Jot notes, check e-mail, travel light with MessagePad

If you liked the earlier Newton except for its slow response, you'll love the MP 2000.
Its 162-MHz reduced-instruction-set-computing processor operates much faster than other
personal digital assistants (PDAs).


Newton Inc., Apple Computer Inc.'s newly spun-off subsidiary, has targeted four markets
for the MP 2000: health care, sales, service and delivery workers.


Other mainstream users, such as executives, writers, investigators and students, could
adopt this keyboardless recording and communications device.


The MP 2000 is perfect for anyone who sits through meetings, lectures or training
sessions and doesn't need a CD-ROM drive but just wants to take notes, check e-mail and
perhaps compose a report or two.


The MP 2000 could turn into a hot seller as soon as the right people recognize its
advantages: 112-pound weight, good handwriting recognition and long battery life-plus the
fact that it isn't really a computer.


I say this because lots of people-notably managers-are still uncomfortable with
computers and refuse to type. The idea of a noncomputer appeals to them even if it
includes a word processor, spreadsheet and search tool that's essentially a flat-file
database.


Weight is one of the most important factors in choosing a portable computer. Most of us
would prefer a more versatile, full-size notebook if it weighed the same. But the Newton
weighs less than the average notebook's battery, and easily keeps running not just through
a coast-to-coast flight but through an entire business trip.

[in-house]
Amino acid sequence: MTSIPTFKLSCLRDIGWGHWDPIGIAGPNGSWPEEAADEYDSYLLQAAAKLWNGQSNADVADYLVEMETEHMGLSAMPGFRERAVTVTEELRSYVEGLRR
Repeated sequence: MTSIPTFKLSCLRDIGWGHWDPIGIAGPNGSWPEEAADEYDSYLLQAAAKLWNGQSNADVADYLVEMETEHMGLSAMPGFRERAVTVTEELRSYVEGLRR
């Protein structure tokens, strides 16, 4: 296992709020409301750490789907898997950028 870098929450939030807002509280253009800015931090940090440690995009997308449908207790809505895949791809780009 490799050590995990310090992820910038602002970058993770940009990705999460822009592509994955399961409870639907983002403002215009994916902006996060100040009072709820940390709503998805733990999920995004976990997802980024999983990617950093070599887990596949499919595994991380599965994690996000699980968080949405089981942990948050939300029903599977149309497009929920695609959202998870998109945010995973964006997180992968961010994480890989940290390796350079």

If you use it heavily, the Newton might run down in 16 to 20 hours-six or seven times
the notebook's battery life. Because the Newton takes lightweight AA batteries, you can
carry extras or buy more almost anywhere.


The handwriting recognition is no longer a gimmick. Whether you take meeting minutes or
just want to jot a quick note, there's no need to tote along the optional keyboard.


The fact that you can delay handwriting-to-text conversion until you have time to
correct mistakes is an outstanding feature.


With the Newton's two PC Card slots, you could add a fast internal fax modem card, so
at first glance the slow, external fax modem Apple offers seems a poor choice. But it
depends how you use the MP 2000.


If you do a lot of World Wide Web surfing, the Apple modem is a bad deal, but few
people would do much daily surfing with a PDA. The modem would be for faxing or e-mail.


The Apple fax works as fast as any other. For e-mail, speed is irrelevant because of
the nature and size of most mailed files.


Even so, why would you bother with Apple's slower, bulkier, less convenient external
modem? Perhaps because an internal PC Card modem draws more power than all the rest of the
MP 2000. An external modem with a separate power source means you need not worry about
draining the AA batteries.


Although the 100-dot-per-inch, backlit LCD display measures only about 5 inches by 3
inches with 16-level grayscale, it's large and sharp enough to do real work. But I
couldn't easily read the screen outdoors, even in the shade, where it still was too bright
for the backlight to help.


The infrared transceiver works with two wireless data transfer protocols: IrDA at 115
kilobits/sec or ASK at 38.4 kilobits/sec. A removable cover folds over the screen and
makes the PDA rugged when closed. Software includes an alarm clock, timer, time-zone
clock, calendars, notebook, e-mail, fax, Web browser, word processor and spreadsheet.


Apple has heard users' complaints about proprietary hardware and software. The MP 2000
comes with MacOS and Microsoft Windows software that lets you update the programs or data